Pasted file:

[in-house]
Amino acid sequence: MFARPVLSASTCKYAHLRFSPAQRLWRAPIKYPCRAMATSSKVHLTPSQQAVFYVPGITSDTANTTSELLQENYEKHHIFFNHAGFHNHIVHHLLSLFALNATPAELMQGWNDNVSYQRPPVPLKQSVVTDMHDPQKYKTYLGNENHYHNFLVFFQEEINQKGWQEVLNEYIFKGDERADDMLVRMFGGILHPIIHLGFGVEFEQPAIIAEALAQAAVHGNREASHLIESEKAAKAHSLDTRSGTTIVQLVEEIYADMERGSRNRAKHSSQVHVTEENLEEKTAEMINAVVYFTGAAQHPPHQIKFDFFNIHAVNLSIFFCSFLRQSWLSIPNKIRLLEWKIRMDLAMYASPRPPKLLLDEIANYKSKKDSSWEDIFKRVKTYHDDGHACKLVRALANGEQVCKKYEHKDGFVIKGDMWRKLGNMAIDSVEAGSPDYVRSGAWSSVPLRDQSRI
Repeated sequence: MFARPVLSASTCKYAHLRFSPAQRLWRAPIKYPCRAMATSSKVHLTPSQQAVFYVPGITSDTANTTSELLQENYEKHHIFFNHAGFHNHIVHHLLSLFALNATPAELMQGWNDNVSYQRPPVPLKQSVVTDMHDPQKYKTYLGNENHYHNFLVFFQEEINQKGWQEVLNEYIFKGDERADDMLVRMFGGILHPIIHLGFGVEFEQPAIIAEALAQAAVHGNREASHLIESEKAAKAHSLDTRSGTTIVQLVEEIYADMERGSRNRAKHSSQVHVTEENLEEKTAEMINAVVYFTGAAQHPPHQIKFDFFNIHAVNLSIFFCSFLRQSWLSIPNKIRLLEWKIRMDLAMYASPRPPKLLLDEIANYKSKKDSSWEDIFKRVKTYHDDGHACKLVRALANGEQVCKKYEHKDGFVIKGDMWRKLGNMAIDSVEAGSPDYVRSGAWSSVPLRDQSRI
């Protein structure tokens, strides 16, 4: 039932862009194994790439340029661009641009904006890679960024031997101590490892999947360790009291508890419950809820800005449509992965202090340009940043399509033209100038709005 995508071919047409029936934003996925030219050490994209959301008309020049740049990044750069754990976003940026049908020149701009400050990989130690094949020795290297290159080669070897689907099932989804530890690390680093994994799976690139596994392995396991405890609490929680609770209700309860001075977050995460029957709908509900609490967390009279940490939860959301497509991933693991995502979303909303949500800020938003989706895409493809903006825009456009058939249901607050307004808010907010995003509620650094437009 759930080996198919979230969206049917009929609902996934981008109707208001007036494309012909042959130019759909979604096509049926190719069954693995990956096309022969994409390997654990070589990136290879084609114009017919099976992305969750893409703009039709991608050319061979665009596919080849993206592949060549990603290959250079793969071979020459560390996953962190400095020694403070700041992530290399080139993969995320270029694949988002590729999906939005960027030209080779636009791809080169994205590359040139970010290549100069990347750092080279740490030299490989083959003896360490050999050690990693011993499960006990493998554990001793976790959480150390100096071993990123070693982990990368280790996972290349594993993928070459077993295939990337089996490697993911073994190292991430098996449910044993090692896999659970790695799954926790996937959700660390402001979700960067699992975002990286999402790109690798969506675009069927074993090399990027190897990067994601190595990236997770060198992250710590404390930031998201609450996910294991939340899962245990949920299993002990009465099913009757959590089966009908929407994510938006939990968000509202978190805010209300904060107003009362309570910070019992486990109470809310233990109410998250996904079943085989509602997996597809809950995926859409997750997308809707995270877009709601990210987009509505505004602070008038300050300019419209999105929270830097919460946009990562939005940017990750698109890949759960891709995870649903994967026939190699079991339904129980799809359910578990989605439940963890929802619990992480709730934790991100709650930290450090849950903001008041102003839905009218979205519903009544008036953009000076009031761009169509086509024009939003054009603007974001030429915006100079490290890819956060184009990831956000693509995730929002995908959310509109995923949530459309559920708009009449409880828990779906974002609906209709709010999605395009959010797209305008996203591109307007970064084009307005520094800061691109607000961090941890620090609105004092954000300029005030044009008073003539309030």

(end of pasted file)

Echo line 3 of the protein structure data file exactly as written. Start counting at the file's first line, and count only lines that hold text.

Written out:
Repeated sequence: MFARPVLSASTCKYAHLRFSPAQRLWRAPIKYPCRAMATSSKVHLTPSQQAVFYVPGITSDTANTTSELLQENYEKHHIFFNHAGFHNHIVHHLLSLFALNATPAELMQGWNDNVSYQRPPVPLKQSVVTDMHDPQKYKTYLGNENHYHNFLVFFQEEINQKGWQEVLNEYIFKGDERADDMLVRMFGGILHPIIHLGFGVEFEQPAIIAEALAQAAVHGNREASHLIESEKAAKAHSLDTRSGTTIVQLVEEIYADMERGSRNRAKHSSQVHVTEENLEEKTAEMINAVVYFTGAAQHPPHQIKFDFFNIHAVNLSIFFCSFLRQSWLSIPNKIRLLEWKIRMDLAMYASPRPPKLLLDEIANYKSKKDSSWEDIFKRVKTYHDDGHACKLVRALANGEQVCKKYEHKDGFVIKGDMWRKLGNMAIDSVEAGSPDYVRSGAWSSVPLRDQSRI